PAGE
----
Habit 4: Avoid the crowds Conventional wisdom yields conventional results. Joining the crowd – no matter how trendy the crowd or ‘hot’ the opportunity – is a recipe for mediocrity. Remarkably successful people habitually do what other people won’t do. They go where others don’t because there’s less competition and a much greater chance for success.

Habit 5: Be opportunity focused Problems are a regular part of business life, be they staff issues, customer misunderstandings or cash crunches. To achieve business success, look at both sides of the coin – every problem has an opportunity. Being opportunity focused makes you more positive about seeing potential in every situation. The habit of a positive mind-set is key.

Habit 6: Always be selling I once asked a number of business owners to name the one habit they felt contributed the most to their success. Each said the habit and ability to ‘think selling’. Selling isn’t manipulating, pressuring, or cajoling, but convincing other people to work with you, to build long-term relationships. You don’t need to sell, you just need to communicate.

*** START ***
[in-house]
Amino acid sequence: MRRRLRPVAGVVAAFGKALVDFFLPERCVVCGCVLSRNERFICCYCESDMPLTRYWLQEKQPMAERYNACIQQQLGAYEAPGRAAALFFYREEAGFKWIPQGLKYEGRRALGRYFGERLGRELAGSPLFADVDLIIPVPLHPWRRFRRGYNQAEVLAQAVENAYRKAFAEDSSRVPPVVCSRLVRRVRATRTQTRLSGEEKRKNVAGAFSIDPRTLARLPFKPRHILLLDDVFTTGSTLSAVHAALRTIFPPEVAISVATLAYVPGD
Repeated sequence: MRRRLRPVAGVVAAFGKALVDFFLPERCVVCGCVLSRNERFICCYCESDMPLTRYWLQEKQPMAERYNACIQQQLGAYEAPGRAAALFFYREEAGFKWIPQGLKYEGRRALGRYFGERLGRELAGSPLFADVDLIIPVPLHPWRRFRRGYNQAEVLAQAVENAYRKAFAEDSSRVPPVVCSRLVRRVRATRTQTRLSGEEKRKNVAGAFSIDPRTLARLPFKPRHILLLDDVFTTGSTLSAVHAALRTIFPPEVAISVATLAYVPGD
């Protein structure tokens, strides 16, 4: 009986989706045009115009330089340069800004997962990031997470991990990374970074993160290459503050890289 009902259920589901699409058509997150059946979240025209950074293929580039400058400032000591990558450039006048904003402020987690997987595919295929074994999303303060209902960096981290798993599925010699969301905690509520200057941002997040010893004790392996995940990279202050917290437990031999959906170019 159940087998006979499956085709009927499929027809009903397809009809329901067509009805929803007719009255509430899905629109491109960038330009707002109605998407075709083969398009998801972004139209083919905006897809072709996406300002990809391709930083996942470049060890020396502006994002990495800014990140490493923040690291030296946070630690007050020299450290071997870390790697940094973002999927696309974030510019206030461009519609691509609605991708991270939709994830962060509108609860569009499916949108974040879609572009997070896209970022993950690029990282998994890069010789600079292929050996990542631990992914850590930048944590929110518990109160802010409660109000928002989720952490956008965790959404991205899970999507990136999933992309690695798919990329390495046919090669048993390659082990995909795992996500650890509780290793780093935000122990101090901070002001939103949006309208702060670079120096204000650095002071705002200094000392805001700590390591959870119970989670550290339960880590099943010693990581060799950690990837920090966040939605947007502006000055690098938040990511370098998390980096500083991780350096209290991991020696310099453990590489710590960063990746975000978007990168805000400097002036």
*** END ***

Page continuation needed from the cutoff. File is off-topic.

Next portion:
Habit 7: Start at the end Average success is often based on setting average goals. Decide what you really want: to be the best, the fastest, the most innovative, the biggest, whatever. Aim for the ultimate. Decide where you want to end up. That is your goal. Then you can work backwards and lay out every step along the way. Never start small where goals are concerned. The habit of thinking big, looking to the horizon and working backwards is vital to growth.

Habit 8: Be organised Sometimes having a head full of innovative ideas can lead to being a bit scattered. The difference between an ideas person who remains an ineffective and someone who achieves success falls on having an ability and habits to be organised enough to follow through with them. Keeping your meetings and deadlines on an organised schedule, and sticking to it, will be what sets you apart from other small businesses that fumble in disorganisation. Make it a habit to be disciplined.